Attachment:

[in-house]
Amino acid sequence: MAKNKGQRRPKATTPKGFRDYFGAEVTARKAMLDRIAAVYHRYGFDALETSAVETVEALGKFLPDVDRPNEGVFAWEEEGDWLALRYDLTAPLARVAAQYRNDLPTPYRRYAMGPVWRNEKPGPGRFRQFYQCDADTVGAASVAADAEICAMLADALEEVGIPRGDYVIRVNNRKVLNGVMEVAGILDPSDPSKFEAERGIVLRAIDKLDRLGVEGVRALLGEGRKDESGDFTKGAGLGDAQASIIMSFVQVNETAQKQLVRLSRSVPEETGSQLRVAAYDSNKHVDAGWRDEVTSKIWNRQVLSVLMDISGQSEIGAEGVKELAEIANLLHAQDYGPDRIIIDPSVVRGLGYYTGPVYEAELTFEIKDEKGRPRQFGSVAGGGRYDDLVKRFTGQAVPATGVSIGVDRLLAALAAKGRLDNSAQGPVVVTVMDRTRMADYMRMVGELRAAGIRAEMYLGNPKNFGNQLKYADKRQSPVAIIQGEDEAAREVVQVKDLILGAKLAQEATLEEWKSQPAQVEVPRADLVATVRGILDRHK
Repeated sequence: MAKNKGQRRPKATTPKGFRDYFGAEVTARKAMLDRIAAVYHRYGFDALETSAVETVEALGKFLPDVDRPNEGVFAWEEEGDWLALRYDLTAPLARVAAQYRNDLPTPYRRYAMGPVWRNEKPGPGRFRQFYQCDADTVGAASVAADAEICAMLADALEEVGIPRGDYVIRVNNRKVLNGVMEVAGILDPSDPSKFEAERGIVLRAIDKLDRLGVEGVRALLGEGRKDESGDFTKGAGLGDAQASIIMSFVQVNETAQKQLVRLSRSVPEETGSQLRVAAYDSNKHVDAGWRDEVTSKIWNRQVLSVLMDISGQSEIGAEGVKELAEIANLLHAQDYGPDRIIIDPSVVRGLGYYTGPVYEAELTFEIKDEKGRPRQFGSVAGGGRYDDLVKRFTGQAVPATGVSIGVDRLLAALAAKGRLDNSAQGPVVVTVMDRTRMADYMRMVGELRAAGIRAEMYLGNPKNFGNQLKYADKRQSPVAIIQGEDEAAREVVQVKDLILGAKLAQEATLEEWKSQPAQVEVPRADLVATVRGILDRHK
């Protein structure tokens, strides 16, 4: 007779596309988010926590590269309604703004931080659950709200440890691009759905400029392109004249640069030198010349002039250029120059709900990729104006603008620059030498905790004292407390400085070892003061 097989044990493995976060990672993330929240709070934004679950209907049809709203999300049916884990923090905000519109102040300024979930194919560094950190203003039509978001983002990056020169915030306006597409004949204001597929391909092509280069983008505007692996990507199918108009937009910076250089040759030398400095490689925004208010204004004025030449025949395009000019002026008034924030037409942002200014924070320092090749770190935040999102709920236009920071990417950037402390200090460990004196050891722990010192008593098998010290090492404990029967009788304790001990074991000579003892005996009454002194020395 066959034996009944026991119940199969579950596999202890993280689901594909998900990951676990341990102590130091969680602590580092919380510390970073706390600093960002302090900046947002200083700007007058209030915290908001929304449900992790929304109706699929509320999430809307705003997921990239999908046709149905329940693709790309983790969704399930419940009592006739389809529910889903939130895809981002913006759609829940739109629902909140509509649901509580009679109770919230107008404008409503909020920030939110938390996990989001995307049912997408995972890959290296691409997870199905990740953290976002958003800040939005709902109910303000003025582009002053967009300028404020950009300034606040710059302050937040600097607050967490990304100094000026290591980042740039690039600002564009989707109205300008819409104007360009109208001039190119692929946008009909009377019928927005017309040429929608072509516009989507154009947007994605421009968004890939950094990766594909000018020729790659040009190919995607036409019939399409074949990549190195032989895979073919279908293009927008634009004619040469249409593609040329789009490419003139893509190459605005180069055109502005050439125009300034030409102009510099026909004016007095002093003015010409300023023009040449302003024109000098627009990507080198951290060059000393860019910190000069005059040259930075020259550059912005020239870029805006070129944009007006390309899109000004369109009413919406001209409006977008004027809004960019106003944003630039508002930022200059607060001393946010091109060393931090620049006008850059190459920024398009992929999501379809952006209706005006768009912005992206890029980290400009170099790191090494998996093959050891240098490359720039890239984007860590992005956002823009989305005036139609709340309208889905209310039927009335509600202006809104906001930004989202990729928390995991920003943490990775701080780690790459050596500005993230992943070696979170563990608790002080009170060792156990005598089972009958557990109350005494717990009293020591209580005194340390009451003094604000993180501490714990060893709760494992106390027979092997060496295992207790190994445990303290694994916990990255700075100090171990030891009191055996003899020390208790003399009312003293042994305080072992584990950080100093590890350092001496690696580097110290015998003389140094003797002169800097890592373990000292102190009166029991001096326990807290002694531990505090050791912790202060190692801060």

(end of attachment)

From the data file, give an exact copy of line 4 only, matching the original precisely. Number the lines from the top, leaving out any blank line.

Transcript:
């Protein structure tokens, strides 16, 4: 007779596309988010926590590269309604703004931080659950709200440890691009759905400029392109004249640069030198010349002039250029120059709900990729104006603008620059030498905790004292407390400085070892003061 097989044990493995976060990672993330929240709070934004679950209907049809709203999300049916884990923090905000519109102040300024979930194919560094950190203003039509978001983002990056020169915030306006597409004949204001597929391909092509280069983008505007692996990507199918108009937009910076250089040759030398400095490689925004208010204004004025030449025949395009000019002026008034924030037409942002200014924070320092090749770190935040999102709920236009920071990417950037402390200090460990004196050891722990010192008593098998010290090492404990029967009788304790001990074991000579003892005996009454002194020395 066959034996009944026991119940199969579950596999202890993280689901594909998900990951676990341990102590130091969680602590580092919380510390970073706390600093960002302090900046947002200083700007007058209030915290908001929304449900992790929304109706699929509320999430809307705003997921990239999908046709149905329940693709790309983790969704399930419940009592006739389809529910889903939130895809981002913006759609829940739109629902909140509509649901509580009679109770919230107008404008409503909020920030939110938390996990989001995307049912997408995972890959290296691409997870199905990740953290976002958003800040939005709902109910303000003025582009002053967009300028404020950009300034606040710059302050937040600097607050967490990304100094000026290591980042740039690039600002564009989707109205300008819409104007360009109208001039190119692929946008009909009377019928927005017309040429929608072509516009989507154009947007994605421009968004890939950094990766594909000018020729790659040009190919995607036409019939399409074949990549190195032989895979073919279908293009927008634009004619040469249409593609040329789009490419003139893509190459605005180069055109502005050439125009300034030409102009510099026909004016007095002093003015010409300023023009040449302003024109000098627009990507080198951290060059000393860019910190000069005059040259930075020259550059912005020239870029805006070129944009007006390309899109000004369109009413919406001209409006977008004027809004960019106003944003630039508002930022200059607060001393946010091109060393931090620049006008850059190459920024398009992929999501379809952006209706005006768009912005992206890029980290400009170099790191090494998996093959050891240098490359720039890239984007860590992005956002823009989305005036139609709340309208889905209310039927009335509600202006809104906001930004989202990729928390995991920003943490990775701080780690790459050596500005993230992943070696979170563990608790002080009170060792156990005598089972009958557990109350005494717990009293020591209580005194340390009451003094604000993180501490714990060893709760494992106390027979092997060496295992207790190994445990303290694994916990990255700075100090171990030891009191055996003899020390208790003399009312003293042994305080072992584990950080100093590890350092001496690696580097110290015998003389140094003797002169800097890592373990000292102190009166029991001096326990807290002694531990505090050791912790202060190692801060």